This is the June 2015 Global Surface (Land+Ocean) and Lower Troposphere Temperature Anomaly & Model-Data Difference Update, but in it we’re presenting the new GISS and NCEI surface temperature products…and the UAH lower troposphere temperature data version 6.
This post provides an update of the products of the three primary suppliers of global land+ocean surface temperature data—GISS through June 2015 and HADCRUT4 and NCEI (formerly NCDC) through May 2015—and of the two suppliers of satellite-based lower troposphere temperature data (RSS and UAH) through June 2015. It also includes a model-data comparison.
We’ll take a look at the impacts of those changes to the GISS and NCEI products in much more detail in a future blog post. If you’d like to compare trends before and after the switch, see the May update. I’ll show the befores and afters on graphs in that future post.
The NCEI data is the new global land+ocean surface product with the unjustifiable, overcooked adjustments presented in Karl et al. (2015).
Even though the changes to the ERSST data since 1998 cannot be justified by the night marine air temperature dataset that was used as a reference for bias adjustments (See comparison graph here), GISS also switched to the new “pause-buster” NCEI ERSST.v4 sea surface temperature data with their June 2015 update to their Land-Ocean Temperature Index product. (Also see the above-linked post.) The GISS July 15 announcement on their Updates to Analysis page reads (my boldface):
July 15, 2015: Starting with today’s update, the standard GISS analysis is no longer based on ERSST v3b but on the newer ERSST v4. Dr. Makiko Sato created some graphs and maps showing the effect of that change. More information may be obtained from NOAA’s website. Furthermore, we eliminated GHCN’s Amundsen-Scott temperature series using just the SCAR reports for the South Pole.
Release 5.6 of the UAH lower troposphere temperature anomalies had not yet been updated by the time I prepared this post, so I’ve used the new Release 6.0 even though it’s in beta form.
GISS LOTI surface data, and the two lower troposphere temperature datasets are for the most recent month. The HADCRUT4 and NCEI data lag one month.
Much of the following text is boilerplate…updated for the NCEI and GISS data. It is intended for those new to the presentation of global surface temperature anomaly data.
Most of the update graphs start in 1979. That’s a commonly used start year for global temperature products because many of the satellite-based temperature datasets start then.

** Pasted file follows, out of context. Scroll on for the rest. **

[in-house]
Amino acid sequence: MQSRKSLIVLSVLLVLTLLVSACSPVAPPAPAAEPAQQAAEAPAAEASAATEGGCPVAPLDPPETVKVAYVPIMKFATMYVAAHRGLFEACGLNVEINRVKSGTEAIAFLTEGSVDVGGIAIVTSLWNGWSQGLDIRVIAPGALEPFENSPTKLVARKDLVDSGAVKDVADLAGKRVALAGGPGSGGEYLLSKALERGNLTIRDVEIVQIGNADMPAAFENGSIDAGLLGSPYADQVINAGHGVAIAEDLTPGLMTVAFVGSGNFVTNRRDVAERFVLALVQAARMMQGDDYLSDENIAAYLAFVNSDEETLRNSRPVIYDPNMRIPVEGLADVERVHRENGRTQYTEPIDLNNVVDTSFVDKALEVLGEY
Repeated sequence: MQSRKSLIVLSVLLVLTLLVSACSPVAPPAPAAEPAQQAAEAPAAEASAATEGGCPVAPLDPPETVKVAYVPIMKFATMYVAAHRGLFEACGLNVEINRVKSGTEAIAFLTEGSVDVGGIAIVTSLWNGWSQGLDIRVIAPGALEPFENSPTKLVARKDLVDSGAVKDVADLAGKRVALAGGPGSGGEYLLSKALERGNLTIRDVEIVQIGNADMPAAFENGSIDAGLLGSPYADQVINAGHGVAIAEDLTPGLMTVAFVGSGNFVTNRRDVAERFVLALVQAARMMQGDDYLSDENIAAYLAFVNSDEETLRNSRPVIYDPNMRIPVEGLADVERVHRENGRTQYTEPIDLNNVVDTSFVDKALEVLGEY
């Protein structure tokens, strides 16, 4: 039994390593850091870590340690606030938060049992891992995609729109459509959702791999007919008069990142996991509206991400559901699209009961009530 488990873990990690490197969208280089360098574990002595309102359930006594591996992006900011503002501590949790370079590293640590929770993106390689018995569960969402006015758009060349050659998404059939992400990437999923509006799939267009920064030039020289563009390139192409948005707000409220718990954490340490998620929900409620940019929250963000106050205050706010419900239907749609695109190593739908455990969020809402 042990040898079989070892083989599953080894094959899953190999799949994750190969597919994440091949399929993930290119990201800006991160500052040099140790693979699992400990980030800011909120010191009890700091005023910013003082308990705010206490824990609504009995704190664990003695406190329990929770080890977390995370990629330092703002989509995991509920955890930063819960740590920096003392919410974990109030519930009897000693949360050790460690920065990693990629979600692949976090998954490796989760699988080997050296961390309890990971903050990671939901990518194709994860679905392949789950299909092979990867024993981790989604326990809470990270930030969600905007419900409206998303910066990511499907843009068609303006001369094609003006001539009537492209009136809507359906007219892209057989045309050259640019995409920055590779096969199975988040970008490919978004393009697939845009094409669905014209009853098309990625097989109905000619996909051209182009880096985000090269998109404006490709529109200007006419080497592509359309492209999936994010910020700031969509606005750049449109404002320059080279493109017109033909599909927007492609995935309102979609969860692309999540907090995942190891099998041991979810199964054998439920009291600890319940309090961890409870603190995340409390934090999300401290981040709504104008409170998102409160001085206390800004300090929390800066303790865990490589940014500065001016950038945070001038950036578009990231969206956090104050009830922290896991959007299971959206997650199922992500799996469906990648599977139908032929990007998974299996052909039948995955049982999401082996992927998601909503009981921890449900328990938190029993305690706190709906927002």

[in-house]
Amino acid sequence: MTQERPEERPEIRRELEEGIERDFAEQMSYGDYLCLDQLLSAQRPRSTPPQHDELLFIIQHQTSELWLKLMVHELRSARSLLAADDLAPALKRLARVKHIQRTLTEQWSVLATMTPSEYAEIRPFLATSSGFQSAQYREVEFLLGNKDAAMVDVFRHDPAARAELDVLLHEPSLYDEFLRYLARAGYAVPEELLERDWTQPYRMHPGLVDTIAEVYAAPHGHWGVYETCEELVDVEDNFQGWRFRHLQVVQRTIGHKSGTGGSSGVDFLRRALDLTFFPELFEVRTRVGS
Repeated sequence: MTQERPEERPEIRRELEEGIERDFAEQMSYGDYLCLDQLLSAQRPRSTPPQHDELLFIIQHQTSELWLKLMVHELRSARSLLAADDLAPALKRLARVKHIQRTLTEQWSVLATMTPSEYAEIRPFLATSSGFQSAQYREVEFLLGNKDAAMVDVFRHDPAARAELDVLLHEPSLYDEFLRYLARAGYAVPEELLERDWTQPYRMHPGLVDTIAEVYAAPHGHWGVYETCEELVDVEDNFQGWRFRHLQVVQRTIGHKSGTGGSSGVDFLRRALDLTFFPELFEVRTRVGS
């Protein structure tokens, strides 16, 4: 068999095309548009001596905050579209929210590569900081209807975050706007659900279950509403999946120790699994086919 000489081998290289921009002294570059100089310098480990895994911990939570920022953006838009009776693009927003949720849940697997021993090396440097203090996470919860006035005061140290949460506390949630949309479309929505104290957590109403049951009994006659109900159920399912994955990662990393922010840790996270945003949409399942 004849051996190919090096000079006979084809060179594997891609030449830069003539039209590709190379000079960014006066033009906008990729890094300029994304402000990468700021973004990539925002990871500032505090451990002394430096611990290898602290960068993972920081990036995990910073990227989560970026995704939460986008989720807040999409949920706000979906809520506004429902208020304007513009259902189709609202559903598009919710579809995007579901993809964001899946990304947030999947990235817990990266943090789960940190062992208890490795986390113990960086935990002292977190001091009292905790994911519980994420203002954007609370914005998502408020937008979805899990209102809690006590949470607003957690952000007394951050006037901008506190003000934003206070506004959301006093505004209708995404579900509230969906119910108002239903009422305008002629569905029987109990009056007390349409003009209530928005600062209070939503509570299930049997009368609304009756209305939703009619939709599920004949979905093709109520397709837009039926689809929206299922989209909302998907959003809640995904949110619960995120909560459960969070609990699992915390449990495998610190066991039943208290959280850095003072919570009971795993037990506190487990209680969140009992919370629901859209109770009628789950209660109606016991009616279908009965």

We discussed why the three suppliers of surface temperature data use different base years for anomalies in the post Why Aren’t Global Surface Temperature Data Produced in Absolute Form?
In recent posts, we’ve used the GISS LOTI data for the model-data comparisons. From this post forward, we’re using the UKMO’s HadCRUT4 data.
GISS LAND OCEAN TEMPERATURE INDEX (LOTI)
Introduction: The GISS Land Ocean Temperature Index (LOTI) data is a product of the Goddard Institute for Space Studies. Starting with the June 2015 update, GISS LOTI uses the new NOAA Extended Reconstructed Sea Surface Temperature version 4 (ERSST.v4), the pause-buster data. GISS adjusts GHCN and other land surface temperature data via a number of methods and infills missing data using 1200km smoothing. Refer to the GISS description here. Unlike the UK Met Office and NCEI products, GISS masks sea surface temperature data at the poles where seasonal sea ice exists, and they extend land surface temperature data out over the oceans in those locations. Refer to the discussions here and here. GISS uses the base years of 1951-1980 as the reference period for anomalies. The data source is here. (I archived the former version here at the WaybackMachine.)
Update: The June 2015 GISS global temperature anomaly is +0.76 deg C. It rose (an increase of about +0.03 deg C) since May 2015 (based on the new data).
Figure 1 – GISS Land-Ocean Temperature Index
NCEI GLOBAL SURFACE TEMPERATURE ANOMALIES (LAGS ONE MONTH)
NOTE: The NCEI has published the data associated with the unjustifiably overcooked “pause busting” adjustments presented in the paper Karl et al. (2015). As far as I know, the former version of the data is no longer available online. For more information on those curious adjustments, see the posts: